Okat newspaper reviews are dying off.  Okay, the Internet is where it's at.

Okay, the Internet is a swamp.

Anyone have creative ideas on increasing the signal-to-noise ratio and generating some focused interest online?  What I did for my last book, BREATHING WATER, worked, but it took almost four months out of my life.  I sifted through more than 400 review sites -- everything from the bigs to the littlest and most personal blogs, got my publisher to give me 50 ARCs, and e-mailed the moderator of the 90 sites I liked best.  When the blog seemed to appeal to a special interest, I generated a specific pitch.  I offered each of them an ARC in exchange for a snail mail address where I could send it.

I got more responses than I had ARCs and had to make up some bound reduced manuscripts to fill in.  I would up with almost 40 online reviews and -- more important -- those contact names and the physical addresses of the reviewers,  (This was, by the way, a MUCH better result than I got when I paid Fauzia Burke's firm $6000 for the second campaign they did for me.)

I suppose I'm going to do it all again this time.  Morrow has been kind enough to give me a whopping stack of ARCs.  But does anyone have other ideas?  I mean, honestly, if (a) the Internet is the future and (b) most publishers can't handle it, isn't it to our advantage to figure it out?

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I've been wondering about this myself, looking forward to answers from the more experienced groupers...

MK
Tim, the big question--how much did these online reviews help with sales for Breathing Water?
I agree with Dave. Did these reviews turn into sales?
Hi, Dave --

Hard to say. What I do know is that the book sold and is selling better on Amazon than in stores, and it seems to me that online reviews probably drive online sales more than brick-and-mortar sales. The reviews were all strongly positive -- a lot of "one of the best of the year" reactions -- and, in fact, it sold a little better than the second in the series, THE FOURTH WATCHER, for which I hired an online publicist.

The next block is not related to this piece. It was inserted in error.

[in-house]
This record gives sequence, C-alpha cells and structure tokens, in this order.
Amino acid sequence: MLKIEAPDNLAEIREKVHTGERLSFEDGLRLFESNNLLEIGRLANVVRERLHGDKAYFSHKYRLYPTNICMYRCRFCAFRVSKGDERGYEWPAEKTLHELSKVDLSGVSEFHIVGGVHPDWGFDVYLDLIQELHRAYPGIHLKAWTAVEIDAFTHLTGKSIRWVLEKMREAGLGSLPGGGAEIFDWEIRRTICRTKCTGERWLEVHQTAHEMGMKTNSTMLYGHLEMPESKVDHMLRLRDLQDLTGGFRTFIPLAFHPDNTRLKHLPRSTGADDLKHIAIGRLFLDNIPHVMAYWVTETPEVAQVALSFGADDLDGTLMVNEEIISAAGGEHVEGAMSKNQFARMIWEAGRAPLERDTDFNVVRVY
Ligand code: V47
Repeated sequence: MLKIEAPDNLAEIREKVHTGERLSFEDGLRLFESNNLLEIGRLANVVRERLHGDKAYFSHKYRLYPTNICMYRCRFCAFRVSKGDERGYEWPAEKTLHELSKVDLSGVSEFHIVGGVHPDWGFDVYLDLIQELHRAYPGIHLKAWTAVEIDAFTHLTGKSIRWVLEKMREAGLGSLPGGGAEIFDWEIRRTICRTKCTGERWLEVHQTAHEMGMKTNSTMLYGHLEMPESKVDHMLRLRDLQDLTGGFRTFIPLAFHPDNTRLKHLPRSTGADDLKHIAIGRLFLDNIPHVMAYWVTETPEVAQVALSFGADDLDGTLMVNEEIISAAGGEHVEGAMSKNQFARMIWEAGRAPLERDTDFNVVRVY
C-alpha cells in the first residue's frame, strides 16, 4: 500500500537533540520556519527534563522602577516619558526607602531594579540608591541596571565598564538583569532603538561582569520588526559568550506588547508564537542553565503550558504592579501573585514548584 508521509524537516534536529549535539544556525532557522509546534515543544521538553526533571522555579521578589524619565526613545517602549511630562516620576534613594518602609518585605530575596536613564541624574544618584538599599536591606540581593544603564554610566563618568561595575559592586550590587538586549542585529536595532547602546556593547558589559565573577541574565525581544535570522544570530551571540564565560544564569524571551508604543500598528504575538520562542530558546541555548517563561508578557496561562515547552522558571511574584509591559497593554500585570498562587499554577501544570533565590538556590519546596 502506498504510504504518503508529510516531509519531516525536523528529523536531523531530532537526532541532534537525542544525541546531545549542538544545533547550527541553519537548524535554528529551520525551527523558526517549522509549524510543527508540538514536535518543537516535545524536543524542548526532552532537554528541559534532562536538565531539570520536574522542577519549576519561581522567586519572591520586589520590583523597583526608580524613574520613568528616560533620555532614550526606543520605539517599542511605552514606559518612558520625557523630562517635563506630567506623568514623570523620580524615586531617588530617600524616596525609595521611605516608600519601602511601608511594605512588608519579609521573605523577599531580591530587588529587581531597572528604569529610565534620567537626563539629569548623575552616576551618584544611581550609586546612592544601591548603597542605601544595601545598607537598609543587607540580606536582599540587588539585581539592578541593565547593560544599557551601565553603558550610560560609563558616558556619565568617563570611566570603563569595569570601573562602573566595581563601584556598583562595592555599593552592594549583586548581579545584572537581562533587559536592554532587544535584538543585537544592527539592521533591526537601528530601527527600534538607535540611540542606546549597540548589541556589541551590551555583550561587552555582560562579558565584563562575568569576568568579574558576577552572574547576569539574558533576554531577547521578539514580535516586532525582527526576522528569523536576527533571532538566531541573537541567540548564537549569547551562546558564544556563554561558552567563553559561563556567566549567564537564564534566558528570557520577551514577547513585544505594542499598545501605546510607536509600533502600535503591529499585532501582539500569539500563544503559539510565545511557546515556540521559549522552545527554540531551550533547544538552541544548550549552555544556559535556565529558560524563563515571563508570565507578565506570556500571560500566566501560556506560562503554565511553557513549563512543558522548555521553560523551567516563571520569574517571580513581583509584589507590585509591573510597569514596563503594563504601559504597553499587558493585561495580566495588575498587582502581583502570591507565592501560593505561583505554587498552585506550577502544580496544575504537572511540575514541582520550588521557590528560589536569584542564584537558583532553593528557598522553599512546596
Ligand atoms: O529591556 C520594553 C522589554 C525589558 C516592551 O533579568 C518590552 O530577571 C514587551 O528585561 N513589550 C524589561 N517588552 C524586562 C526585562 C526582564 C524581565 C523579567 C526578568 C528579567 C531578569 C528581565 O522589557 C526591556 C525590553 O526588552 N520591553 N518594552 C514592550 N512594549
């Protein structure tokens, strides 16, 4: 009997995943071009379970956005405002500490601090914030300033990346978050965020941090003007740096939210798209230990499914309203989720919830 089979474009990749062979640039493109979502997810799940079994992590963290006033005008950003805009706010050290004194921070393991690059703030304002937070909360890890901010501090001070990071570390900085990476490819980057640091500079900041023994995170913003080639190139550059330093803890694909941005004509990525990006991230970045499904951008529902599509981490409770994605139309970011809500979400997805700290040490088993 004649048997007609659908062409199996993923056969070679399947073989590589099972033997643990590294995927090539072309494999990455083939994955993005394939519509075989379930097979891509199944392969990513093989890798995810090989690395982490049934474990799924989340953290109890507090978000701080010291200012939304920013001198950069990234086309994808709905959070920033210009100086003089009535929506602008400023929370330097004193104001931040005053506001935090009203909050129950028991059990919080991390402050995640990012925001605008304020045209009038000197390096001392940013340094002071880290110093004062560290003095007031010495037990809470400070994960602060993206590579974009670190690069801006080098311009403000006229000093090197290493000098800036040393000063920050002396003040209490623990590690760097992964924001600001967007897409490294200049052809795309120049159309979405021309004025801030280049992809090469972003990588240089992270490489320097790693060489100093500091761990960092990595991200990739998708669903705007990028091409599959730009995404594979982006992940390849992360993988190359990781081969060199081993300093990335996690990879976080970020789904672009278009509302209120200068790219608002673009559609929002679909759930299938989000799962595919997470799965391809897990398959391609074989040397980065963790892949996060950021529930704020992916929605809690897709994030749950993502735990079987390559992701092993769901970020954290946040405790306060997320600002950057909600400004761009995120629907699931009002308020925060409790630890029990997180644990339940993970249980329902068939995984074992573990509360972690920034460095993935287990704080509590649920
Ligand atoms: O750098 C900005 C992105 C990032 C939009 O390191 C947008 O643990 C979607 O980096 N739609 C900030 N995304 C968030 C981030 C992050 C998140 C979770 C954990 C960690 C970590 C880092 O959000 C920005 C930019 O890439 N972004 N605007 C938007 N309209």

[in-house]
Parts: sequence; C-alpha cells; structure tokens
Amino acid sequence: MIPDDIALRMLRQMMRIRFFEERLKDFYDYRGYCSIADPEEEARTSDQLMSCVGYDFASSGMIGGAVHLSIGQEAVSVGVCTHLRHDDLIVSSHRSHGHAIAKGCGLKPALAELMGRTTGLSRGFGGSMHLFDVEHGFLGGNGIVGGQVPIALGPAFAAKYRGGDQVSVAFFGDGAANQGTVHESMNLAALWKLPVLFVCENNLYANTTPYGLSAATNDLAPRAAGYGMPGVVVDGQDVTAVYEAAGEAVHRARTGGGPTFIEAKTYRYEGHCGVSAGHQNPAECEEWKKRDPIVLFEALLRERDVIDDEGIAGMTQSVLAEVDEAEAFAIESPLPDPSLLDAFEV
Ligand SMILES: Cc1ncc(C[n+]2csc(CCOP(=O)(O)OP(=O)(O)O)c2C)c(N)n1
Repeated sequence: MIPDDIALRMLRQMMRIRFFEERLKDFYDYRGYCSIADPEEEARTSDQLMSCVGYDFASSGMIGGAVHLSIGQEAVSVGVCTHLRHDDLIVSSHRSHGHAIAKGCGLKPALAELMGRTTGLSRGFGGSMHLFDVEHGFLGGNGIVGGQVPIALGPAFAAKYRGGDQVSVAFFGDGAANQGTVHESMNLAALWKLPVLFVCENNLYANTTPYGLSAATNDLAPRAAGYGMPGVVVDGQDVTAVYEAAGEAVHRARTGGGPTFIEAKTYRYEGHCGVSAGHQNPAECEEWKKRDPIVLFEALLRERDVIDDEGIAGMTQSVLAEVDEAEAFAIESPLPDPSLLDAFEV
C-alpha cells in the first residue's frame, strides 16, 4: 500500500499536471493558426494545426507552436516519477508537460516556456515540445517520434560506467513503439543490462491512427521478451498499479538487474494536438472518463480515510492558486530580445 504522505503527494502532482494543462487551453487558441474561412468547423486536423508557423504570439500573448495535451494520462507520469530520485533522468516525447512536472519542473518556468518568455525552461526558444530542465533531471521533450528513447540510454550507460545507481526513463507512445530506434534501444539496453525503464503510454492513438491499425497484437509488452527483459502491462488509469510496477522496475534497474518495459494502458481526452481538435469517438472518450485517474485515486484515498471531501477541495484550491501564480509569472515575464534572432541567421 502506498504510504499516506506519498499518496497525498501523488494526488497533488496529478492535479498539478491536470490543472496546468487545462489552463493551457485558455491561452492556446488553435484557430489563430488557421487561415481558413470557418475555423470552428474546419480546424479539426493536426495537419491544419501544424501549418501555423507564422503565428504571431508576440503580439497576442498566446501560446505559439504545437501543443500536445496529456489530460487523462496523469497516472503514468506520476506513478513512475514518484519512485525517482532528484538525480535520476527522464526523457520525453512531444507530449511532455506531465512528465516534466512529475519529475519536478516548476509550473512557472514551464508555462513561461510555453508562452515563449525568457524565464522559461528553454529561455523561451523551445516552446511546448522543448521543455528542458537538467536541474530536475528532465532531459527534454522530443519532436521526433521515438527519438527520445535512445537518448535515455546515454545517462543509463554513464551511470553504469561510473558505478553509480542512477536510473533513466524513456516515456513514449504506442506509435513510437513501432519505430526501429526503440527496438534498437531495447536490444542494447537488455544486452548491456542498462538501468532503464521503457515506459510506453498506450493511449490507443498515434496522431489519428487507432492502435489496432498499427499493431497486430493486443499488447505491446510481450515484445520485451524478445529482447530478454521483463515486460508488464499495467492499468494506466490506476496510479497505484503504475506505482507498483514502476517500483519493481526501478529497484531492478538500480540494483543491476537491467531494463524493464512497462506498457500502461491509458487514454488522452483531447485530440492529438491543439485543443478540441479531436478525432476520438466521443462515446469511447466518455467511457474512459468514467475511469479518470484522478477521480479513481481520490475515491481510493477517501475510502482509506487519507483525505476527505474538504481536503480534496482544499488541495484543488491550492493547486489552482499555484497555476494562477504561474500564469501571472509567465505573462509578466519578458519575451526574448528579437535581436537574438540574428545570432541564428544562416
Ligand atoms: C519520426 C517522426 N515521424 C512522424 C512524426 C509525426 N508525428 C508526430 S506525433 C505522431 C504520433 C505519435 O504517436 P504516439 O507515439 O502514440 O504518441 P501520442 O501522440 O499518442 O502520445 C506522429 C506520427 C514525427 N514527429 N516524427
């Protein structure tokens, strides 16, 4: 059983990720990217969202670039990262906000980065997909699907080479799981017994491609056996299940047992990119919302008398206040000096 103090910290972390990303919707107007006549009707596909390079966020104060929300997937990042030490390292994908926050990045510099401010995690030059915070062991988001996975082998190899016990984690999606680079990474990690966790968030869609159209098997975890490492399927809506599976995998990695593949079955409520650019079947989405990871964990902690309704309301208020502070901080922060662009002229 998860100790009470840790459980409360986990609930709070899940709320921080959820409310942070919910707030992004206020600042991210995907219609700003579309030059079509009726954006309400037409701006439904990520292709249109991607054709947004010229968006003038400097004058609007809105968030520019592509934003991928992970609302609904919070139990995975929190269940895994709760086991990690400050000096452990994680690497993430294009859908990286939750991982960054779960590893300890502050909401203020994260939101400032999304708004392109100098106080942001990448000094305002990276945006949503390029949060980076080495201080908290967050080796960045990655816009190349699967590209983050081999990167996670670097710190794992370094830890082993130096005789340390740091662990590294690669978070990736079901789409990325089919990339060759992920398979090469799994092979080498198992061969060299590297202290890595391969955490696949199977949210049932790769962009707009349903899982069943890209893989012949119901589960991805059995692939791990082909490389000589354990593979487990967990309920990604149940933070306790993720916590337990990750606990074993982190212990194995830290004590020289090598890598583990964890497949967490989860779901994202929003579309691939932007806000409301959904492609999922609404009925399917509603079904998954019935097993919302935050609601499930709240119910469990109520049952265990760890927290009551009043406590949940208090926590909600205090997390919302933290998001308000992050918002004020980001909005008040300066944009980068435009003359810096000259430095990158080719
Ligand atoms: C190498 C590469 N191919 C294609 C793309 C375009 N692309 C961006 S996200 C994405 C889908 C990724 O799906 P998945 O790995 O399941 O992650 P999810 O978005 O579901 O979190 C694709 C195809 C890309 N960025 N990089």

What I do know is that I wouldn't feel as though I'd done my job if I didn't try to support sales in every possible way, which is why I make video promos (here's the one I made for BREATHING WATER http://www.youtube.com/watch?v=Y_ThwWON14c) visit bookstores and libraries, etc.

What I want to do is target all that energy more productively. I feel like I waste a lot of motion.
I just passed your name and a strong recommendation to the reviewer for THE JAPAN TIMES. He's interested. That translates to me into a coming review. I loved A NAIL THROUGH THE HEART.
He's got the book already, so no need for an ARC. Unless you need the latest reviewed -- in which case, e-mail me.
That is SO sweet of you, IJ. Will e-mail you re: the ARC of THE QUEEN OF PATPONG.
Here's several specific ideas;

1. Advertise on-screen in movie theaters--hose visual spots of advertisements we see before the movie clips.
And use some imagination in verbiage and visuals when you advertise. Catch the reader's eye.

2. Banner Ads inserted on web sites like Thrilling Detective. Thrilling Detective gets a huge number of hits on
a yearly basis. Lots of eyes will see your ad.

3. Web sites like this place, Facebook, My Space. And the ezines that specialize in crime fiction, see if you
can get a banner ad on those sites. Again . . . you're playing with sheer numbers.
Thanks, B.R.

I think the movie idea is probably prohibitively expensive, between the payment to the theater and the need for something can can be projected that large without falling apart, but I like the other thoughts, especially the banner ads, which I'll price out ASAP. Maybe I can do something creative with them.
No no, you don't write a movie. It's basic advertising. An oversized Banner Ad would work.
It requires a lot of writing time, and the online stuff -- blogging, stories, chat rooms -- didn't sell as many books for me as the face-to-face meetings with librarians and bookstore owners. I got a few to read my books and those who liked it a lot recommended me to other librarians and/or book buyers. Supersellers, I've heard these readers called. A nice chunk of the NJ library system got behind my NJ protag.
It's a time sink. The guest blogs alone can take days, if you decide to do a bunch of them. And at times I have the sense that the 20 sites I did all have the same 13 readers. But if I don't do it, I feel like I've left potentially important stones left unturned.

I did 20 stores in 16 states for BREATHING WATER. Took almost 6 weeks and put 9200 miles on my car. But I know it was worth it, because most of those stores went on to sell books. They gave my books better display after the events and the staff recommended then when they thought it was appropriate. But boy was it a slog.

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